If you are thinking about changing your Medical Malpractice insurance cover, an important consideration is retroactive cover. This is because you may not be aware of potential complaints or claims against you by a client for services delivered in the past.
In Australia, Medical Malpractice insurance is provided on a 'claims made' basis - which means the policy you currently hold at the time you first become aware of a claim or circumstance that could result in a claim, is the the policy that will respond to the claim. It will not be the policy you held at the time you actually delivered the service in question.
This means that when you are looking to change policies, you need to check that your new insurer will provide you with the necessary cover and policy benefit that will allow your new policy to respond to a potential claim. The benefit specifically relating to this is called retroactive cover - in particular it is important you seek 'unlimited retroactive cover' when changing insurers.
Here's a quick guide to how retroactive cover works - and why unlimited retroactive cover (such as offered by Insurance House) is important when it comes to protecting yourself and your practice against an unknown future risk.
Retroactive cover explained
Retroactive cover is insurance cover for liabilities arising from Allied Health services you have delivered to your clients in the past.
Medical Malpractice insurance cover is required by legislation and professional bodies for most Allied Health professionals. It's there to protect you, the policy holder, in case of harm experience by your clients - and also to protect your clients themselves should you be unable to settle any upheld-claims they make against you.
However, if you change insurers, any new policy may include a retroactive date - before which any services you provided will not be covered in the event of claims.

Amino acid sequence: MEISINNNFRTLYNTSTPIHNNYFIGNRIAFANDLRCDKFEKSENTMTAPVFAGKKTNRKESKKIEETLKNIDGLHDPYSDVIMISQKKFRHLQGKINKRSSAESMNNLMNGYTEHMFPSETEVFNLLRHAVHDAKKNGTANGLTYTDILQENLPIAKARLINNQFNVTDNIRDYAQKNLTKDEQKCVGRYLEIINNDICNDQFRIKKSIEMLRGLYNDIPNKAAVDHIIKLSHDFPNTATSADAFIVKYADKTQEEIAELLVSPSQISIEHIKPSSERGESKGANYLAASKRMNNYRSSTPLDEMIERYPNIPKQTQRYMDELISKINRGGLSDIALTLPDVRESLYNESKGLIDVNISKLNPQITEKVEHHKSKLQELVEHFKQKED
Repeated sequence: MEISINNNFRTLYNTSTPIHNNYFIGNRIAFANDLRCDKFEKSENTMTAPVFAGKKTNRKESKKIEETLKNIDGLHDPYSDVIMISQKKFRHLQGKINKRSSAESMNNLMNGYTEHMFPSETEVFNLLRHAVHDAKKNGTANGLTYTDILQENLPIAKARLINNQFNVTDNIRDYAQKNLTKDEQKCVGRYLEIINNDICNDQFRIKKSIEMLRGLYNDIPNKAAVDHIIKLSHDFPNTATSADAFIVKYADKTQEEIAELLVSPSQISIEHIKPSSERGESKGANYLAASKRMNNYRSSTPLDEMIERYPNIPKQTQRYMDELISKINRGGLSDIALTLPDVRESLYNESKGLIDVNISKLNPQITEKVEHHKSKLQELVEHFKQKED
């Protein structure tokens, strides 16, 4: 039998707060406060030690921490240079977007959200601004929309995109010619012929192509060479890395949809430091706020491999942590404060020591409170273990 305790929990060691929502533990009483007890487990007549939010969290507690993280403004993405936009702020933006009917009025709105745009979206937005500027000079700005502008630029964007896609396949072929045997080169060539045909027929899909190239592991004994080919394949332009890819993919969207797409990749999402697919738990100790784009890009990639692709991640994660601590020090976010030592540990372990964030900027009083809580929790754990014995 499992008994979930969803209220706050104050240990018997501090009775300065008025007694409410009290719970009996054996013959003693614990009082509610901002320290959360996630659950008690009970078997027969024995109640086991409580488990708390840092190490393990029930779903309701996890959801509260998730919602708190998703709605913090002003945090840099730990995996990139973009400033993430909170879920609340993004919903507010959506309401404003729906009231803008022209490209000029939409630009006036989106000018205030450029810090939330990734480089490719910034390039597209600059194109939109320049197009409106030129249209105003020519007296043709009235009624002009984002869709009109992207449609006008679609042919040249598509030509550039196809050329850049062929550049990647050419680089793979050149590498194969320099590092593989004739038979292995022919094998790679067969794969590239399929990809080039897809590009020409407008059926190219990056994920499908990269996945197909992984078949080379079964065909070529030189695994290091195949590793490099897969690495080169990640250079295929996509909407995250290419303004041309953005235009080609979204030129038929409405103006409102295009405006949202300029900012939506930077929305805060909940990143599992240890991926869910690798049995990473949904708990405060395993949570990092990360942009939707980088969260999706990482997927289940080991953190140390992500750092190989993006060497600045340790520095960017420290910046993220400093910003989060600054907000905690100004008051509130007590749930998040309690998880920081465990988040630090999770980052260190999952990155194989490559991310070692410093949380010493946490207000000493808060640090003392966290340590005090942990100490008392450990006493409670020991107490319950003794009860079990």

As an example, you deliver a service on 15 April. Your Medical Malpractice insurance cover comes up for renewal on 30 April and you decide to change insurers. On 7 May, the client you treated on 15 April makes a complaint or claim for damages against you. When reviewing your new policy schedule you notice that you do not have an unlimited retroactive date. Instead, the insurer has used the inception date of the policy, being 30 April, as the retroactive date. This means that the insurance cover you have in place is unlikely to respond or provider any cover for the claim as the treatment date relating to the claim in question is prior to 30 April.
Unlimited retroactive cover
If, however, your new Medical Malpractice insurance policy includes unlimited retroactive cover and you have no prior knowledge of the incident or complaint, your new insurer will assume responsibility for assisting you with this belated claim - even thought it was not providing insurance cover at the time the incident occurred.
Insurance House policies for Allied Health professionals include unlimited retroactive cover, so you can be assured that we will help with claims based on services you have provided in the past.
We offer a wide range of cost-effective options for your practice, wherever it operates. Find out why thousands of Australian practitioners trust Insurance House when it comes to their insurance needs.
If you ever have questions about any aspect of your professional or personal insurance cover, don't hesitate to call our Customer Service Team on 1300 659 626 or email us at email@example.com
Our advice is general in nature. To read the full General Advice Warning click here